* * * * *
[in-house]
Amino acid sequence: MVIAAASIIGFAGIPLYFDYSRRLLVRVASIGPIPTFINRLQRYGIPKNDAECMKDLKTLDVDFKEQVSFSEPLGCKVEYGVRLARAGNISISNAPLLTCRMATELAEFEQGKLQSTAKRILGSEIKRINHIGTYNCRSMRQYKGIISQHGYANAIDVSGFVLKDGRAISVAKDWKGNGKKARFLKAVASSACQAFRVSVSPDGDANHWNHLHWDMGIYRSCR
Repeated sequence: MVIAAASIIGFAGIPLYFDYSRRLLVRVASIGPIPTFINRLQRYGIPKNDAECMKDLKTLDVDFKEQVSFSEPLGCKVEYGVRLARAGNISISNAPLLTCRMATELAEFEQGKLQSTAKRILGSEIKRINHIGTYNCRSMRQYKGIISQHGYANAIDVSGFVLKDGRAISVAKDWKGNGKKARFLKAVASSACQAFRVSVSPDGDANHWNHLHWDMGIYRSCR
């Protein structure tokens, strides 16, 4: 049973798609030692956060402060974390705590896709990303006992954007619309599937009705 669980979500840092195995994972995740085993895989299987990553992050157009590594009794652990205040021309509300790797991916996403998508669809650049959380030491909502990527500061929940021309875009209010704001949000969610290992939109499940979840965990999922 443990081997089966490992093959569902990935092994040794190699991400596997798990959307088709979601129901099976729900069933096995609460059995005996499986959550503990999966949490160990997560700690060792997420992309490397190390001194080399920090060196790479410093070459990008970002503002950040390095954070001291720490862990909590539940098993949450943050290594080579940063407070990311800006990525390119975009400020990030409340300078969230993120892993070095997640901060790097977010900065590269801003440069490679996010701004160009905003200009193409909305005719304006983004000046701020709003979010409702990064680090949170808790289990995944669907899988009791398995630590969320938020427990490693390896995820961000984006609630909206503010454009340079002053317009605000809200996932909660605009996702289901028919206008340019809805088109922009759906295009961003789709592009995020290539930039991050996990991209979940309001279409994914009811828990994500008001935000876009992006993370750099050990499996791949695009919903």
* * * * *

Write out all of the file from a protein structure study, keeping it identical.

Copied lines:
[in-house]
Amino acid sequence: MVIAAASIIGFAGIPLYFDYSRRLLVRVASIGPIPTFINRLQRYGIPKNDAECMKDLKTLDVDFKEQVSFSEPLGCKVEYGVRLARAGNISISNAPLLTCRMATELAEFEQGKLQSTAKRILGSEIKRINHIGTYNCRSMRQYKGIISQHGYANAIDVSGFVLKDGRAISVAKDWKGNGKKARFLKAVASSACQAFRVSVSPDGDANHWNHLHWDMGIYRSCR
Repeated sequence: MVIAAASIIGFAGIPLYFDYSRRLLVRVASIGPIPTFINRLQRYGIPKNDAECMKDLKTLDVDFKEQVSFSEPLGCKVEYGVRLARAGNISISNAPLLTCRMATELAEFEQGKLQSTAKRILGSEIKRINHIGTYNCRSMRQYKGIISQHGYANAIDVSGFVLKDGRAISVAKDWKGNGKKARFLKAVASSACQAFRVSVSPDGDANHWNHLHWDMGIYRSCR
């Protein structure tokens, strides 16, 4: 049973798609030692956060402060974390705590896709990303006992954007619309599937009705 669980979500840092195995994972995740085993895989299987990553992050157009590594009794652990205040021309509300790797991916996403998508669809650049959380030491909502990527500061929940021309875009209010704001949000969610290992939109499940979840965990999922 443990081997089966490992093959569902990935092994040794190699991400596997798990959307088709979601129901099976729900069933096995609460059995005996499986959550503990999966949490160990997560700690060792997420992309490397190390001194080399920090060196790479410093070459990008970002503002950040390095954070001291720490862990909590539940098993949450943050290594080579940063407070990311800006990525390119975009400020990030409340300078969230993120892993070095997640901060790097977010900065590269801003440069490679996010701004160009905003200009193409909305005719304006983004000046701020709003979010409702990064680090949170808790289990995944669907899988009791398995630590969320938020427990490693390896995820961000984006609630909206503010454009340079002053317009605000809200996932909660605009996702289901028919206008340019809805088109922009759906295009961003789709592009995020290539930039991050996990991209979940309001279409994914009811828990994500008001935000876009992006993370750099050990499996791949695009919903």